I feel that same way now as I see the U.S. doing its slow-motion collapse. Life is getting nastier. It seems to be building to a vicious crescendo. Each little event, every new "Don't taze me, bro" degradation -- it's part of a pattern that's ramping toward monstrosity. A century into the future, is there going to be a historical multi-media display located in some monument to horror, detailing how the days we're living in today were part of the accretion of details that led to the unimagineable? Can we see it, when we're in the midst of it?

  2. Um. Not to defend the kids in Pennsylvania but I don't think they were rioting in favor of child molestation. They were upset because a beloved coach was fired. A coach who was not a child molester, btw and who *did* report what he knew. Obviously he could have and should have done more but he is hardly the monster people are making him out to be. I try to imagine the scene around here if something similar would have have happened to Bo Schembechler.

    I also fail to see what is so disgusting about the Pennsylvania cops handling things a little bit better than the cops in California. Or maybe I am off base and the disgust is for the beatings of the kids in Berkeley because that is something that is disgusting and unnecessary.

  3. Lynne, I didn't see anything about police using batons on the yoofs who were messing things up in State College. In the New York Times story ablout the riot, I read this:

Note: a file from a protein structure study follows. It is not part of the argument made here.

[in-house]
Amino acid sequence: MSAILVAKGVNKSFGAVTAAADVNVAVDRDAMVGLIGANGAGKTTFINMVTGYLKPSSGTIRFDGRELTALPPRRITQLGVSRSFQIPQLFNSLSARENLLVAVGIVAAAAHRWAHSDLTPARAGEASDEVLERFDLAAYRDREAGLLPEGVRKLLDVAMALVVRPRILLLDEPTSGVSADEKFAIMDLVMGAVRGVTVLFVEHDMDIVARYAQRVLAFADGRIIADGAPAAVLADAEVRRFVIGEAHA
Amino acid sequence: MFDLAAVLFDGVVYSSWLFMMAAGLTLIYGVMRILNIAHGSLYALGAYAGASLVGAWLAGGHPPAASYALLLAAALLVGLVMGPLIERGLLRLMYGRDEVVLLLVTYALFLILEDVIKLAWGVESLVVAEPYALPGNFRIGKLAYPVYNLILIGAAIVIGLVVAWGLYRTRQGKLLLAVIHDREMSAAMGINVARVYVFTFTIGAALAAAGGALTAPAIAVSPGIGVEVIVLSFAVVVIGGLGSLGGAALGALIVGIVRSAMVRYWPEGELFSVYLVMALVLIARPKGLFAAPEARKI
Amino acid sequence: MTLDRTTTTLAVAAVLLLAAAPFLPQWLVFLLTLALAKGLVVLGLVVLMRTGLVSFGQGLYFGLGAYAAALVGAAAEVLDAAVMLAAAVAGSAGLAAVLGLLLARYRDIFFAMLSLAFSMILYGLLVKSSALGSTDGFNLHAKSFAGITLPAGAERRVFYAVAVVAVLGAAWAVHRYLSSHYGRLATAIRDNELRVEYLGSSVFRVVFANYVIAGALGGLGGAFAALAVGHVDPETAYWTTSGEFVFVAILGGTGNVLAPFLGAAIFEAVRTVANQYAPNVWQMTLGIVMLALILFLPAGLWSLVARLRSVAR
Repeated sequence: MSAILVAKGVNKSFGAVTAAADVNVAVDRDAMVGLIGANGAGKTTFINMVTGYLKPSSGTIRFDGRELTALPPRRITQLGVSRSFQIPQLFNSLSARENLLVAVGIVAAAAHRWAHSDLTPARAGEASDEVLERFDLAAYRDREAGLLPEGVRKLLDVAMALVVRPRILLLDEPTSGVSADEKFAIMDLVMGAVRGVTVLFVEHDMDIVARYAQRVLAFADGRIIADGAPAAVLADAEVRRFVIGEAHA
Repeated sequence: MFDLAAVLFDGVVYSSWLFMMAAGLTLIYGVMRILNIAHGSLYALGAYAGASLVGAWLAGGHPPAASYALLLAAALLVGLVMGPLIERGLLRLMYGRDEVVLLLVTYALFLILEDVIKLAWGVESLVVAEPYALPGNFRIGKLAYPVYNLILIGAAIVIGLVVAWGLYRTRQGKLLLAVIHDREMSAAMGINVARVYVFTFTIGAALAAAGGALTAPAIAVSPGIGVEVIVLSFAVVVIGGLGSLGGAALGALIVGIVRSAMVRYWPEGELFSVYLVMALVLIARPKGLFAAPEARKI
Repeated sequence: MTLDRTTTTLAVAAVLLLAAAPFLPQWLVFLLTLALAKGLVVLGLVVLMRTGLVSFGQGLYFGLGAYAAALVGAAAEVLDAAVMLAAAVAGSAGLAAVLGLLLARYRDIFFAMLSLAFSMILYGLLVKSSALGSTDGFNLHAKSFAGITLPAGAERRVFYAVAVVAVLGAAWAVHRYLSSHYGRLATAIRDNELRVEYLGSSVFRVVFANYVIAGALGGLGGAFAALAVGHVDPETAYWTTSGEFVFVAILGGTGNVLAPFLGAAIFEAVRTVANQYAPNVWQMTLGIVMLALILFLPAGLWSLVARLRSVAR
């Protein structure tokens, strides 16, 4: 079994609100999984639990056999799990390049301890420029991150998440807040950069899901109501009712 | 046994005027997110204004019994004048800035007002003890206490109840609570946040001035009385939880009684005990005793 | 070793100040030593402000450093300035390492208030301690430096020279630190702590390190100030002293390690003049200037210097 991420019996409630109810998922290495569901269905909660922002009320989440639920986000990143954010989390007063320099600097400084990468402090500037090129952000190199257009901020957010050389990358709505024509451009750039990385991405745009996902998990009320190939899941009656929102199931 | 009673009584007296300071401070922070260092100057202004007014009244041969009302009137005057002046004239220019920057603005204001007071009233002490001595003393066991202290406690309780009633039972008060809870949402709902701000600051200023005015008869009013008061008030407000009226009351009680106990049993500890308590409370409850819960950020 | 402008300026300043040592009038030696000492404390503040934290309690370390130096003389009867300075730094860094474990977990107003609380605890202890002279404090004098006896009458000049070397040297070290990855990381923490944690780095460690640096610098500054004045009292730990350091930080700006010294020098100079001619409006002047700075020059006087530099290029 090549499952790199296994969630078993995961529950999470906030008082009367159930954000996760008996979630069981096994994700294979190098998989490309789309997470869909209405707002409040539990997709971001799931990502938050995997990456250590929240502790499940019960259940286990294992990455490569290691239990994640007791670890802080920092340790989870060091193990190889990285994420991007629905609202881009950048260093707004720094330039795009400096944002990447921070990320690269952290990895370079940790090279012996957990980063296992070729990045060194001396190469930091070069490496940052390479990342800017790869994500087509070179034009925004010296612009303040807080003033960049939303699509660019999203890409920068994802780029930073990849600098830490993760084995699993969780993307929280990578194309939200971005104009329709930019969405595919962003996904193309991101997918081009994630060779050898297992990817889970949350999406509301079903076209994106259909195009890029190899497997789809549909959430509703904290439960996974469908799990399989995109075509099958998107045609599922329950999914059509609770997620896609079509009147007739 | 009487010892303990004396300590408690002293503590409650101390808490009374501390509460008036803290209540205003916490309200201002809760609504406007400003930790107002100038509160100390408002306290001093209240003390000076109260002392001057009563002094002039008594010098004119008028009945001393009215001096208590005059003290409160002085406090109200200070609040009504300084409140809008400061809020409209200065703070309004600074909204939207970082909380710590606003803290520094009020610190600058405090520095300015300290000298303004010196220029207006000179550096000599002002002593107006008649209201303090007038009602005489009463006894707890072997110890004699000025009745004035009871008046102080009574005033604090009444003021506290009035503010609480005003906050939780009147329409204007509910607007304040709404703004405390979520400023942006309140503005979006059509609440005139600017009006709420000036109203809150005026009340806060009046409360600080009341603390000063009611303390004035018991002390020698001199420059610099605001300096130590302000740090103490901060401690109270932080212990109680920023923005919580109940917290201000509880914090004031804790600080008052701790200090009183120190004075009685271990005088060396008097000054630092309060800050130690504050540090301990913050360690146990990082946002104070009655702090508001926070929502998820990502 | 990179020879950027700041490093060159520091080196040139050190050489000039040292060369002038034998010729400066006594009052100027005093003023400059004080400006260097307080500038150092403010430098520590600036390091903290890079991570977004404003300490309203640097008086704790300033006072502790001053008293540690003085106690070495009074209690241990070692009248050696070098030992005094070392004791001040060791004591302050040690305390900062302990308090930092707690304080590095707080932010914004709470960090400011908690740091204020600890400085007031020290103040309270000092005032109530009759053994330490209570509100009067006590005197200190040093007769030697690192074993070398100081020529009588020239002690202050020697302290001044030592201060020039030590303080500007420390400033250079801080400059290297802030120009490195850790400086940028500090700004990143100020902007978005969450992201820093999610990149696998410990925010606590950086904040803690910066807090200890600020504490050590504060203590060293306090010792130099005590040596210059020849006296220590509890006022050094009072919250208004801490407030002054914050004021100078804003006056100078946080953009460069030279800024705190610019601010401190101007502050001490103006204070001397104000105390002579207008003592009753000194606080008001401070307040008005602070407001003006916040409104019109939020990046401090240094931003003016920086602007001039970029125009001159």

"One man in gas mask rushed a half dozen police officers in protective gear, blasted one officer with spray underneath his safety mask and then sprinted away. The officer lay on the ground, rubbing his eyes."

    Nothing about beat-downs by cops. If someone had done that in Berkeley, or thrown flares at cops like they did in Pa., would live ammo have been used? I would not be surprised.

    My disgust stems from the stupid overreation to a freaking football coach -- and yes, I'm aware of "JoePa's" rep because he was coaching Penn State back in the late 1970s when the Nittany Lions used to thrash the U of Md. Terps where I went to school. But covering up for years that one of your coaches who buggered 10-year-old boys in the shower is wrong. Any more time than it takes to alert the police on the telephone is too long. I am required by law to report any abuse I suspect that I come across in my job. Does a university employee not have the same legal requirement, to say nothing of the moral duty?

    It also aggravates me that Penn State students wig out over something so insubstantial. If football is such a part of their identity, it's time to join the FBI's witless protection program (sic) and get a new one.